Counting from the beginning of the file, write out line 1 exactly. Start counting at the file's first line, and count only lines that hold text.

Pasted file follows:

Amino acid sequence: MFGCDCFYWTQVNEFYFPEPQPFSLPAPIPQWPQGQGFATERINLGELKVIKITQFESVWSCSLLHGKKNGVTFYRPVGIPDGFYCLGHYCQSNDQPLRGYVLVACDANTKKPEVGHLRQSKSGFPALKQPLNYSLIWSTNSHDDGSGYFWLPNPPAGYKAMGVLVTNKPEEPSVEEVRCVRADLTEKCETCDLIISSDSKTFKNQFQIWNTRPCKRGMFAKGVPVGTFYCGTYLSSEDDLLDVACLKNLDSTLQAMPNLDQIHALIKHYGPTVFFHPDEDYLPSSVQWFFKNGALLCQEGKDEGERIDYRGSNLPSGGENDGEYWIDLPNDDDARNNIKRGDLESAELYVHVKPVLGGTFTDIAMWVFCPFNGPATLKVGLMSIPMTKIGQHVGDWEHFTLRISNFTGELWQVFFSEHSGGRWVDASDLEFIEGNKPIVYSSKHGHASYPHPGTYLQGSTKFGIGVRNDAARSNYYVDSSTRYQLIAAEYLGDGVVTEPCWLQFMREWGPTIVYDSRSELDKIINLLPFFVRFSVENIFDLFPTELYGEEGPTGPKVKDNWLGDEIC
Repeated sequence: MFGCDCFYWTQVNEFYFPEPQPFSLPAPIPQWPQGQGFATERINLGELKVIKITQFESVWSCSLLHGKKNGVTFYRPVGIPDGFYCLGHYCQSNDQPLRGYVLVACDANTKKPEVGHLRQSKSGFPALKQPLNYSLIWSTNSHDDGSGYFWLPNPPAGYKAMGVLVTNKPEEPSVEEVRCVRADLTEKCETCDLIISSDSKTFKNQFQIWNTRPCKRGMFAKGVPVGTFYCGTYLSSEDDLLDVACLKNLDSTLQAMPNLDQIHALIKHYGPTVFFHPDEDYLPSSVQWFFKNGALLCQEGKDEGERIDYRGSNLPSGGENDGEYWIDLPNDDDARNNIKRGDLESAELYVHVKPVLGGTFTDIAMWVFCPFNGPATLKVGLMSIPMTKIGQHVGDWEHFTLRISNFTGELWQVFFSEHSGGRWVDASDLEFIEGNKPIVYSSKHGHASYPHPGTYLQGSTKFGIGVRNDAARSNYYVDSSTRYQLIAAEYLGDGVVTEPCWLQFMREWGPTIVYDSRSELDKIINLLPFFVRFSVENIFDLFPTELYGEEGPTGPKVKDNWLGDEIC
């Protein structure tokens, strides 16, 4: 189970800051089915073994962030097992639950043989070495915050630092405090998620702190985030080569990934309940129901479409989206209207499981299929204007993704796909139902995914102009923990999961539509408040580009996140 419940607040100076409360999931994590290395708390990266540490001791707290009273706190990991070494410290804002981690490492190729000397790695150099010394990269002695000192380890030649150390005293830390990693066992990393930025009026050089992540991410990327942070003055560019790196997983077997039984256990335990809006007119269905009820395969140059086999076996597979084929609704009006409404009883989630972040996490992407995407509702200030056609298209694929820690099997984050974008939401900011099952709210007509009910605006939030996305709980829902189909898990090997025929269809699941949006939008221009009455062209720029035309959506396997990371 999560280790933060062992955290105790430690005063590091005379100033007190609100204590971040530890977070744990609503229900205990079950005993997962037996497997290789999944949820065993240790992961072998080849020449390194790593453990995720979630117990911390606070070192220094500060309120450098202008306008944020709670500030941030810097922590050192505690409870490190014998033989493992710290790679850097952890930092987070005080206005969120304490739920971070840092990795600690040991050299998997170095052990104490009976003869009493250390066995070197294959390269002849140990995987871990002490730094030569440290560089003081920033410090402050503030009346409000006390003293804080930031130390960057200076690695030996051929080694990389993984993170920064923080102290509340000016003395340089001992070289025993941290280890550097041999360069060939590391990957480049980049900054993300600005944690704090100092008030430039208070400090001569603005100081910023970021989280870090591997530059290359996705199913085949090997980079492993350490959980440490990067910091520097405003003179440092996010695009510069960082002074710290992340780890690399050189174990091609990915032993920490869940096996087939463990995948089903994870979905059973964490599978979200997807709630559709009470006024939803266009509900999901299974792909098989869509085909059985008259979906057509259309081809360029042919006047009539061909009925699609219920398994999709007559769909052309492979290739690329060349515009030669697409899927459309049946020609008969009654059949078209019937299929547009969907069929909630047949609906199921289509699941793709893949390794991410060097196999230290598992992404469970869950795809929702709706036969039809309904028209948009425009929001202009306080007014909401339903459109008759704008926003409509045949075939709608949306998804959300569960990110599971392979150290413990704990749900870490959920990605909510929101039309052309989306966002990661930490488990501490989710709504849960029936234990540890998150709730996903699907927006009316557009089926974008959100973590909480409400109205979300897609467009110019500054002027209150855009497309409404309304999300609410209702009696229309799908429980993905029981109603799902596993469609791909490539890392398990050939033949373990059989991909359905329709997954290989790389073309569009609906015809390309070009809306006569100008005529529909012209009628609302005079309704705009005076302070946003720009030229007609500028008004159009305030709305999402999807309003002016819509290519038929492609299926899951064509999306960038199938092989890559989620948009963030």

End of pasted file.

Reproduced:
Amino acid sequence: MFGCDCFYWTQVNEFYFPEPQPFSLPAPIPQWPQGQGFATERINLGELKVIKITQFESVWSCSLLHGKKNGVTFYRPVGIPDGFYCLGHYCQSNDQPLRGYVLVACDANTKKPEVGHLRQSKSGFPALKQPLNYSLIWSTNSHDDGSGYFWLPNPPAGYKAMGVLVTNKPEEPSVEEVRCVRADLTEKCETCDLIISSDSKTFKNQFQIWNTRPCKRGMFAKGVPVGTFYCGTYLSSEDDLLDVACLKNLDSTLQAMPNLDQIHALIKHYGPTVFFHPDEDYLPSSVQWFFKNGALLCQEGKDEGERIDYRGSNLPSGGENDGEYWIDLPNDDDARNNIKRGDLESAELYVHVKPVLGGTFTDIAMWVFCPFNGPATLKVGLMSIPMTKIGQHVGDWEHFTLRISNFTGELWQVFFSEHSGGRWVDASDLEFIEGNKPIVYSSKHGHASYPHPGTYLQGSTKFGIGVRNDAARSNYYVDSSTRYQLIAAEYLGDGVVTEPCWLQFMREWGPTIVYDSRSELDKIINLLPFFVRFSVENIFDLFPTELYGEEGPTGPKVKDNWLGDEIC